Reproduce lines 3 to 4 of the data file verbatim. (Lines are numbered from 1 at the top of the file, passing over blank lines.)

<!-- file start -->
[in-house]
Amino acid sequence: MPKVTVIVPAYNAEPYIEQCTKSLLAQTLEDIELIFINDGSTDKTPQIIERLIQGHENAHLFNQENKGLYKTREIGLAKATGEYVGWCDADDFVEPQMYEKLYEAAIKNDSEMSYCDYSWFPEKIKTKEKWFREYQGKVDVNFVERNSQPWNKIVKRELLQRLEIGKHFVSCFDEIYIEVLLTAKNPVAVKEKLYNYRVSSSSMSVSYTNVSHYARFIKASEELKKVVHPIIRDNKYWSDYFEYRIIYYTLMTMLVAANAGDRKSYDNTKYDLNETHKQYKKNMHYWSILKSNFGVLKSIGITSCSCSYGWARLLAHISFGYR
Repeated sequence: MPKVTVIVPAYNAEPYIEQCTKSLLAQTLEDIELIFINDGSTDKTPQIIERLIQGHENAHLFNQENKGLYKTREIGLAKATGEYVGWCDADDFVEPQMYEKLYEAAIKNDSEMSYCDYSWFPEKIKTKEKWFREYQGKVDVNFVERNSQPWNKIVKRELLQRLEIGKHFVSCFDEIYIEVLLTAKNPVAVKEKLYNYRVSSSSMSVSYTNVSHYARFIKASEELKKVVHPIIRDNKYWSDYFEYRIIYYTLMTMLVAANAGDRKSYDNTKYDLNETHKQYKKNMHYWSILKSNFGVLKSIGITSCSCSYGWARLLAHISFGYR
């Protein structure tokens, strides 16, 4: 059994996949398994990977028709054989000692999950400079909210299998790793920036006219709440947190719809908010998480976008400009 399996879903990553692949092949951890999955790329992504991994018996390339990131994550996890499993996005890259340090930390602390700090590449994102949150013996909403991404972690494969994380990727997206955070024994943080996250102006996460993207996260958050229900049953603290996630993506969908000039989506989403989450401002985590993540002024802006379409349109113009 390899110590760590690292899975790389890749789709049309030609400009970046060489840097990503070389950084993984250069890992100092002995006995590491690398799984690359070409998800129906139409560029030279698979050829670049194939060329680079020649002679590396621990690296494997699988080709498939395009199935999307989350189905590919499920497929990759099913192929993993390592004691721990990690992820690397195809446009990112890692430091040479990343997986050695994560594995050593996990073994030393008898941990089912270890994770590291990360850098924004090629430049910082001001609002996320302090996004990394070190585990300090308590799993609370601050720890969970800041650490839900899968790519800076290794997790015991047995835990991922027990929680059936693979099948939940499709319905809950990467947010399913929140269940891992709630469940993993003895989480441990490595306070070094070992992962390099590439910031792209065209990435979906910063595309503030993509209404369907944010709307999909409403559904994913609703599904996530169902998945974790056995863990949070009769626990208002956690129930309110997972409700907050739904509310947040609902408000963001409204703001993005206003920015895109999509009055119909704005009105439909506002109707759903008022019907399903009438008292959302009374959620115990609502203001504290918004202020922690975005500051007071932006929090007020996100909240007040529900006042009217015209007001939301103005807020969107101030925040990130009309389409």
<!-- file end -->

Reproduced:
Repeated sequence: MPKVTVIVPAYNAEPYIEQCTKSLLAQTLEDIELIFINDGSTDKTPQIIERLIQGHENAHLFNQENKGLYKTREIGLAKATGEYVGWCDADDFVEPQMYEKLYEAAIKNDSEMSYCDYSWFPEKIKTKEKWFREYQGKVDVNFVERNSQPWNKIVKRELLQRLEIGKHFVSCFDEIYIEVLLTAKNPVAVKEKLYNYRVSSSSMSVSYTNVSHYARFIKASEELKKVVHPIIRDNKYWSDYFEYRIIYYTLMTMLVAANAGDRKSYDNTKYDLNETHKQYKKNMHYWSILKSNFGVLKSIGITSCSCSYGWARLLAHISFGYR
């Protein structure tokens, strides 16, 4: 059994996949398994990977028709054989000692999950400079909210299998790793920036006219709440947190719809908010998480976008400009 399996879903990553692949092949951890999955790329992504991994018996390339990131994550996890499993996005890259340090930390602390700090590449994102949150013996909403991404972690494969994380990727997206955070024994943080996250102006996460993207996260958050229900049953603290996630993506969908000039989506989403989450401002985590993540002024802006379409349109113009 390899110590760590690292899975790389890749789709049309030609400009970046060489840097990503070389950084993984250069890992100092002995006995590491690398799984690359070409998800129906139409560029030279698979050829670049194939060329680079020649002679590396621990690296494997699988080709498939395009199935999307989350189905590919499920497929990759099913192929993993390592004691721990990690992820690397195809446009990112890692430091040479990343997986050695994560594995050593996990073994030393008898941990089912270890994770590291990360850098924004090629430049910082001001609002996320302090996004990394070190585990300090308590799993609370601050720890969970800041650490839900899968790519800076290794997790015991047995835990991922027990929680059936693979099948939940499709319905809950990467947010399913929140269940891992709630469940993993003895989480441990490595306070070094070992992962390099590439910031792209065209990435979906910063595309503030993509209404369907944010709307999909409403559904994913609703599904996530169902998945974790056995863990949070009769626990208002956690129930309110997972409700907050739904509310947040609902408000963001409204703001993005206003920015895109999509009055119909704005009105439909506002109707759903008022019907399903009438008292959302009374959620115990609502203001504290918004202020922690975005500051007071932006929090007020996100909240007040529900006042009217015209007001939301103005807020969107101030925040990130009309389409």